The Last of Us Bucks Depressing Trends All the Way to the Bank

Why Naughty Dog's successful experiment should serve as a sign to big publishers that change is acceptable.

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An anxious swirl builds in your stomach. The suffocating weight of inevitability roots you in place, tormenting your already fragile psyche. If only ignorance could save you from this burden. But there's no hope for that. The truth is out there, growing stronger as every minute passes. Shying away from reality won't change a thing. So you click on the latest sales figures, fully prepared for the bad news that they bear. A shock ripples through your body, and your eyes light up in amazement. The Last of Us sits atop the best-sellers list, standing out against the sea of soulless cash grabs, and redefining what you believe about the mainstream market. The cycle has been broken, and the masses have spoken: transformative experiences can sell.

There's a debilitating philosophy in this industry. Executives--those corporate entities who control the purse strings--believe that releasing a new series late in a console's life is akin to signing its death certificate. EA Labels president Frank Gibeau flatly argued just last year against new IPs so late in a generation. It's assumed that going against the flood of iterative sequels means failure at retail, so developers must play it safe by walking down the same, predictable path. But Naughty Dog doesn't have to play by those rules. As one of the most esteemed developers around, it has the clout and talent to rise above the noise. The Last of Us doesn't rely on characters and names that have been ingrained in the consciousness of the game-buying public. Rather, through expert craftsmanship and untested inventiveness, Naughty Dog created an adventure that demanded attention.

The cycle has been broken, and the masses have spoken: transformative experiences can sell.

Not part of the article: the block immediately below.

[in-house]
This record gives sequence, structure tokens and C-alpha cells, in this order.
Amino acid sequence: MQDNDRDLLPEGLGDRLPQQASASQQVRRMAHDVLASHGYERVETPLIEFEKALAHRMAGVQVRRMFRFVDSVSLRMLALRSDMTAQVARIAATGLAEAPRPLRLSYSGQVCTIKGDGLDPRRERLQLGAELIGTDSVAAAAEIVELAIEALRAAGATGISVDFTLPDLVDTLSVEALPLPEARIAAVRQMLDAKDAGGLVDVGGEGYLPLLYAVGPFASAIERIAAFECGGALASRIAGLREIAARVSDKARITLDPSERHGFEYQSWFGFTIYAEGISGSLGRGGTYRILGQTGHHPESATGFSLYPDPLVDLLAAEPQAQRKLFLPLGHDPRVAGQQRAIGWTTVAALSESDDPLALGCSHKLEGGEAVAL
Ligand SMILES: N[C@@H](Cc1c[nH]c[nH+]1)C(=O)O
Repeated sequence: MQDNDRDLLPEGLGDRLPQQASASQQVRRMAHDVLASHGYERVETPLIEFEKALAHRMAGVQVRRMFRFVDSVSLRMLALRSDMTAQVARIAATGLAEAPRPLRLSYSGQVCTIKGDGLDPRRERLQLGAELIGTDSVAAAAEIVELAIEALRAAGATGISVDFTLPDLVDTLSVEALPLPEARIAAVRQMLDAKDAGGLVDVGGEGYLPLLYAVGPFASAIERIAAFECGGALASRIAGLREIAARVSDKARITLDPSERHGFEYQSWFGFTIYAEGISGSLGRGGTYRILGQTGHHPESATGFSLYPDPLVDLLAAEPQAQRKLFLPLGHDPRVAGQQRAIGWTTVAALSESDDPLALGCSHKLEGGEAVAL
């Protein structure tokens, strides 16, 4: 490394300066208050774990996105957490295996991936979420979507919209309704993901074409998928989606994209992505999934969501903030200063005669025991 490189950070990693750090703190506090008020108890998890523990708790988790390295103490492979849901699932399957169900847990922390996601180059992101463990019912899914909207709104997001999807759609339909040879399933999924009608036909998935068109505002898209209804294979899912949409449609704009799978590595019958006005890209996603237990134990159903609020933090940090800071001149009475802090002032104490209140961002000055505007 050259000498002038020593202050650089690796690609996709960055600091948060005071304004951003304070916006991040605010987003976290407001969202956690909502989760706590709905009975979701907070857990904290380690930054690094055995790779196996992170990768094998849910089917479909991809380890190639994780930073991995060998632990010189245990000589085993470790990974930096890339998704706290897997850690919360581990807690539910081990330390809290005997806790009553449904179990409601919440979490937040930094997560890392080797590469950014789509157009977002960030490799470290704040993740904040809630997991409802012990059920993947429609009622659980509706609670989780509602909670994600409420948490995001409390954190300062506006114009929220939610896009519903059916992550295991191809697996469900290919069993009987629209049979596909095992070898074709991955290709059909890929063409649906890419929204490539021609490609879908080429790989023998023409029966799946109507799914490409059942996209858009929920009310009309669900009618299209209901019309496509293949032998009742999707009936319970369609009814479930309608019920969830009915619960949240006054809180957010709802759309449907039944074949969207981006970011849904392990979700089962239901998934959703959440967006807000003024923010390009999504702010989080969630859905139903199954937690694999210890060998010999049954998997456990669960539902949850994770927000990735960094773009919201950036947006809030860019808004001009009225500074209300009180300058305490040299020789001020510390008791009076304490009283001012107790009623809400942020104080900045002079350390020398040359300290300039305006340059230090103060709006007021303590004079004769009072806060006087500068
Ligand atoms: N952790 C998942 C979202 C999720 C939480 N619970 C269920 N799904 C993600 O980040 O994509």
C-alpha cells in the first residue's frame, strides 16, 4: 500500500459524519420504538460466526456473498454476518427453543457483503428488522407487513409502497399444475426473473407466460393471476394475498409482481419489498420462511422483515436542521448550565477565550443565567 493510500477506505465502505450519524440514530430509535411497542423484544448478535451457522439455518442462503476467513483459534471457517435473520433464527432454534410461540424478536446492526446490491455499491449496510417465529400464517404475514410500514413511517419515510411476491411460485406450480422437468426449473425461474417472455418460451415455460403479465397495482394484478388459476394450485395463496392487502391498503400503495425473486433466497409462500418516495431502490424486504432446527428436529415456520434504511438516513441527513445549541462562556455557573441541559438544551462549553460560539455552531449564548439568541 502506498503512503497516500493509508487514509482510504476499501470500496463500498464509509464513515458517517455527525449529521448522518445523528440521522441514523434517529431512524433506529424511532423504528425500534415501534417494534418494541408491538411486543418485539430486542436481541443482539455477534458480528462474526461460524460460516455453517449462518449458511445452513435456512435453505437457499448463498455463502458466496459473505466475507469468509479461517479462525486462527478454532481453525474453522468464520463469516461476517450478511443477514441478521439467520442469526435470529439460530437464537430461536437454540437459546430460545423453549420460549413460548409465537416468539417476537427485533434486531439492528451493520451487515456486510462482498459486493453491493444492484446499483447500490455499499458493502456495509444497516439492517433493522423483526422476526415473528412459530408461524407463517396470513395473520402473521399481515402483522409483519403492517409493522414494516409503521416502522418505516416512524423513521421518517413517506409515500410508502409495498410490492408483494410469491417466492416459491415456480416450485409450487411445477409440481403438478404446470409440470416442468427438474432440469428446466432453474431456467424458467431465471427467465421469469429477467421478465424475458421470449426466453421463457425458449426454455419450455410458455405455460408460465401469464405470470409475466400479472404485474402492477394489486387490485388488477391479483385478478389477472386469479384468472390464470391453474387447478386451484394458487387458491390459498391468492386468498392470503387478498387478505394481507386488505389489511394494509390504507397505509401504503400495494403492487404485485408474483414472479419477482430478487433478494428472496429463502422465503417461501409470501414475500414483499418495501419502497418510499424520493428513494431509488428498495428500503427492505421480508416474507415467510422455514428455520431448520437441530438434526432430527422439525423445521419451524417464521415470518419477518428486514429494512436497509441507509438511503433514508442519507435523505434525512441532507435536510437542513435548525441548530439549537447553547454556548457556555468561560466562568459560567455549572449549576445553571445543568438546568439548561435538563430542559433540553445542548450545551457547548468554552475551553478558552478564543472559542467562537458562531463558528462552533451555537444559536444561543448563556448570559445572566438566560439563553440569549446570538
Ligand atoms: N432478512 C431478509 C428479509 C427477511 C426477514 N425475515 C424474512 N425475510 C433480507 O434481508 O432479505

Such a move should be celebrated by those starving for new experiences. Naughty Dog thumbed its nose at conventional wisdom, fully aware that there's incredible risk in crafting something unknown. By moving copies at an impressive rate, The Last of Us proved to developers and publishers alike that quality can still matter. Those who love video games want nothing more than to be immersed in the best adventures regardless of the titles that grace their covers. For those fiscally conservative men and women in suits, this should come as an eye-opening revelation. Popular franchises may sell well because name recognition creates hype, but there is always a place for excellent games, even during the final months of a console's life. Just look at the critical and commercial success Bully and God of War enjoyed last generation.

That The Last of Us is not part of an established franchise is just one aspect of why it's so important that it's selling well. Naughty Dog's take on the zombie apocalypse incorporates a feeling that has become endangered in recent years. As you cower behind overturned tables in the crumbling ruins of a suburban house, tension courses unabated through your veins. The stench of death is a constant companion. One false step can lead to your untimely end, so your ears continually strain for an imminent threat while you crouch-walk slowly through your waking nightmare. The Last of Us is maddening in all the right ways, transporting you to a horrific future in which safety may be present in the wishful fables of children, but has long since been exterminated in the outside world.